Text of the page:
(RNS) Facebook shut down a “Third Palestinian Intifada” page and similar groups this week, prompted by complaints from Jewish groups that the content had crossed the line from free speech to violent incitement.
The campaign has raised questions about whether Facebook should be used to facilitate some popular uprisings but not others, and even whether Facebook founder and CEO Mark Zuckerberg has lost touch with his family’s Jewish roots.

Inspired by the successful use of social media to fuel popular protests in Egypt and elsewhere, the intifada fan page had amassed more than 300,000 “likes” from users for its proposed May 15 uprising before disappearing Tuesday (March 29).

Facebook, which has more than 500 million users worldwide, prohibits content that is “hateful, threatening, or pornographic; incites violence; or contains nudity or graphic or gratuitous violence.”

The intifada page was permitted as long as the creators maintained a theme of peaceful protest and deleted violent postings. But as the controversy grew, with Israeli officials and Jewish groups urging Facebook to take down the pages, the content deteriorated.

The Anti-Defamation League, which had criticized Facebook’s initial decision to permit the page, applauded the company’s reversal.

“We hope that they will continue to vigilantly monitor their pages for other groups that call for violence or terrorism against Jews and Israel,” said the ADL’s national director, Abraham Foxman. “We look forward to continuing our dialogue with Facebook on issues of mutual concern, including hate speech, Holocaust denial and anti-Semitism.”

The dispute has resurrected long-simmering concerns among some groups over Zuckerberg’s perceived lack of solidarity with the Jewish people.

Zuckerberg was raised in a Jewish home and belonged to Alpha Epsilon Pi, a historically Jewish fraternity, before dropping out of Harvard University in 2004. He has since described himself as an atheist, however, and his longtime girlfriend is not Jewish.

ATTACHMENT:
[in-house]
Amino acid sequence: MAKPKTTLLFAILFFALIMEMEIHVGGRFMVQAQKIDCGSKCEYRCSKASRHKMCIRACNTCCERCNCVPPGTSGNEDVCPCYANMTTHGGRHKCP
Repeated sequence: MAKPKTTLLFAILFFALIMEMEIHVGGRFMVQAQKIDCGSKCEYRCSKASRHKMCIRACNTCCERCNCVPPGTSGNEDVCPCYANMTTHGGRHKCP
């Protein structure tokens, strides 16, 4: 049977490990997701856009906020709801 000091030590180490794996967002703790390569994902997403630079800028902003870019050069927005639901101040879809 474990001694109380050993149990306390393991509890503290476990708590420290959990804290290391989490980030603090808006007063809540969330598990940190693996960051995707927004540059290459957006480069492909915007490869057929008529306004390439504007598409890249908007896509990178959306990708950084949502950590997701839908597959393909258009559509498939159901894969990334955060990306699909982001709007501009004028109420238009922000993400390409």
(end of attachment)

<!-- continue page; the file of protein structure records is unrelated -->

Even before the intifada controversy, users had already created several Facebook sites about Zuckerberg’s religion, including “Join us to tell Mark Zuckerberg about his moral duty to support Israel” and “Why is Mark Zuckerberg a self-hating Jew?”

None of the official requests to Zuckerberg regarding the intifada page had tried appealing to his Jewish roots.

“ADL does not make appeals based on a person’s religious identity,” explained Deborah Lauter, the ADL’s civil rights director, in a statement. “We have appealed to Mark Zuckerberg—and his colleagues—in their professional capacities, including their sense of reason, decency and fairness.”

In 2009, prompted by the existence of Holocaust-denial groups on the site, the Jerusalem Center for Public Affairs accused Facebook of creating “an anti-Semitic policy platform where the only explicitly allowed hate is that, within certain parameters, directed against Jews.”

The first Palestinian intifada began in 1987; the second uprising began in 2000. The proposed third intifada date is May 15, which Palestinians mourn as Nakba Day, or Catastrophe Day, marking the day after the 1948 establishment of Israel, when hundreds of thousands of Arabs fled or were expelled from their homes.

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